So the first step, I say, is get out yourself and do some independent research, some objective research where you look and see what your options are. Before you can choose an option you need to know what your options are.
So, do you want me to go into some various ways of looking into those options?
James: Yeah, no. If there’s some practical examples you think might be useful.
Steve: Well, one place I start is a website called prospects.ac.uk. On that website it has various information about graduate careers. I would suggest you look at that and look at any career you’ve ever thought of, even in your bit as a child, and pick that career and look at it. So let’s say as a child I wanted to be a football player, for example. So I’ll look up football player. They may not have football players. They’ll have something like sportsman or something, and look that up and then there’s a great button on their website that says, related jobs. So I would lookup sportsman and then see that actually I’m a bit fat and old to do that, so maybe I need to do something else and I look up related jobs and it will come up with a list of jobs that are related. So there might be sports coach. There might be administrator for a sports organization. It might have a PE teacher. It might have hundreds of things. I don’t know what it’s got. But then look at any of those that are interesting and then click the related jobs button, et cetera, et cetera. And I find that a great way to go around the list, the list of a thousand jobs in a way that is intuitive to what you enjoy and then I would just write down any that come to mind. That’s probably a place I’d start. I think that’s as good a place as any but what I would do is I would say, right, I’ve got till the end of this week, I’ve got to the end of this month, whatever date you put. I would not go to the next stage. I wouldn’t start thinking, well, how do I get into that? What do I do when can I get into that? No. This stage is just to see what’s out there. Come up with a list of 30 odd jobs that look interesting. That’s all I’m doing because if you break the process up, it’s like breaking a project up for a university. The projects you get towards the end of university are too complicated to do in one go. So what you intuitively do is break them up and that’s the key to taking control of your career; break it up. So the first stage, see what’s out there. Come up with 30 ideas, full stop, and then move on to the next step. And that’s one way of navigating the prospect website. I know I sound like a salesmen but, you know, this is only a half an hour podcast. I could go on for two hours about the ways you can look for roles but luckily I’ve written them all down in my book.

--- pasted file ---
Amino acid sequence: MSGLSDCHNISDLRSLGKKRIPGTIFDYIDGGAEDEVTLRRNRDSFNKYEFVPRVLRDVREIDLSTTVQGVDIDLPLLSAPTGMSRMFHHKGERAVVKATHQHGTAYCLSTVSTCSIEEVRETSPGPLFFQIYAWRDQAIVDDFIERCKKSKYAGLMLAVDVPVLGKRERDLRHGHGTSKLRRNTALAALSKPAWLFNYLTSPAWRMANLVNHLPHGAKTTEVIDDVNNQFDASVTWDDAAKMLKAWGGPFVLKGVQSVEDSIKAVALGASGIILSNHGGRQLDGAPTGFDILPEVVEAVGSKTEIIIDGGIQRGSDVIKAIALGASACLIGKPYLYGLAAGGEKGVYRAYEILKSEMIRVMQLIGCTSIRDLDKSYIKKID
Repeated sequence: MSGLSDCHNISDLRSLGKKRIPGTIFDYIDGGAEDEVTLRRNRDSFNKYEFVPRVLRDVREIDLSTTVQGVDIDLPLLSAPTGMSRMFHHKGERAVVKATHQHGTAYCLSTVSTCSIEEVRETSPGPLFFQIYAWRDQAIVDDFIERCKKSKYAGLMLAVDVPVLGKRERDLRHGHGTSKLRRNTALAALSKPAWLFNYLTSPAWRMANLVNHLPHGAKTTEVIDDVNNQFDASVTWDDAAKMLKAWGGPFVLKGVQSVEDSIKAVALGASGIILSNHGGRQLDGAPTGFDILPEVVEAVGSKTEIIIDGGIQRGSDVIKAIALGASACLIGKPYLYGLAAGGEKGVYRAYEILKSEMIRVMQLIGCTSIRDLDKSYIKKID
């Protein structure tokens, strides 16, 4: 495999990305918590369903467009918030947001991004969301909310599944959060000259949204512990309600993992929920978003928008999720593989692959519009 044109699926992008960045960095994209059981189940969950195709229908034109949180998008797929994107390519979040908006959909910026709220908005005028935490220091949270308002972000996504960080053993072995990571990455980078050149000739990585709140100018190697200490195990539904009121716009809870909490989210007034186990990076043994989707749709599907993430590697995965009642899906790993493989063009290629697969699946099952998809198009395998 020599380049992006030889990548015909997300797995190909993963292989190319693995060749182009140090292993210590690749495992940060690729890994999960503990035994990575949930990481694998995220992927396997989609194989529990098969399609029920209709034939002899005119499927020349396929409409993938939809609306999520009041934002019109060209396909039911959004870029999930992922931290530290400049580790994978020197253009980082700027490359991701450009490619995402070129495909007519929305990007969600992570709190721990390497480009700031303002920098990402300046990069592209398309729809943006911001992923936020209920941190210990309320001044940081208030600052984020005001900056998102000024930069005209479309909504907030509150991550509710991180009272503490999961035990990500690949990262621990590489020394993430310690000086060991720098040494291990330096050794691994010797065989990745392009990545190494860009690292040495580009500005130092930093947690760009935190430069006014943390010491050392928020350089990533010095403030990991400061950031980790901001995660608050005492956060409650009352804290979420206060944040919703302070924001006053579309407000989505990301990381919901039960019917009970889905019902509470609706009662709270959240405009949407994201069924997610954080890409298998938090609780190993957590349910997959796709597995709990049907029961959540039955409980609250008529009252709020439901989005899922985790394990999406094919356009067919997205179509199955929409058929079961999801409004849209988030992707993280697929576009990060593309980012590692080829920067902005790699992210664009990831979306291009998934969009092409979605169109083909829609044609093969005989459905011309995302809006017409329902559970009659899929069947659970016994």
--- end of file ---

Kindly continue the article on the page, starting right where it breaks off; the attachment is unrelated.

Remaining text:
James: And in the Show Notes there will be links to the prospects website and the links that Steve just mentioned.
So you talk there about finding what’s out there. How then can people think about themselves and what their particular skills are and what they’ll be good at?
Steve: Well, you’re right and thanks for picking up on that other side of it because it’s absolutely crucial that you own this process and you realize that this isn’t an academic theoretical process to look at jobs, and jobs are boring and just look at careers, and careers has so many horrible connotations. This is about excitement. I know career advisors have got this bad sort of reputation for telling you, oh, you should have been this or you can be this, or you’ll never be that. For me, I’ve never said that to anyone. It’s always about dream. You know, this is your life. You get one opportunity. You’ve probably got 80 odd years left in your life. Why not find something that you really enjoy?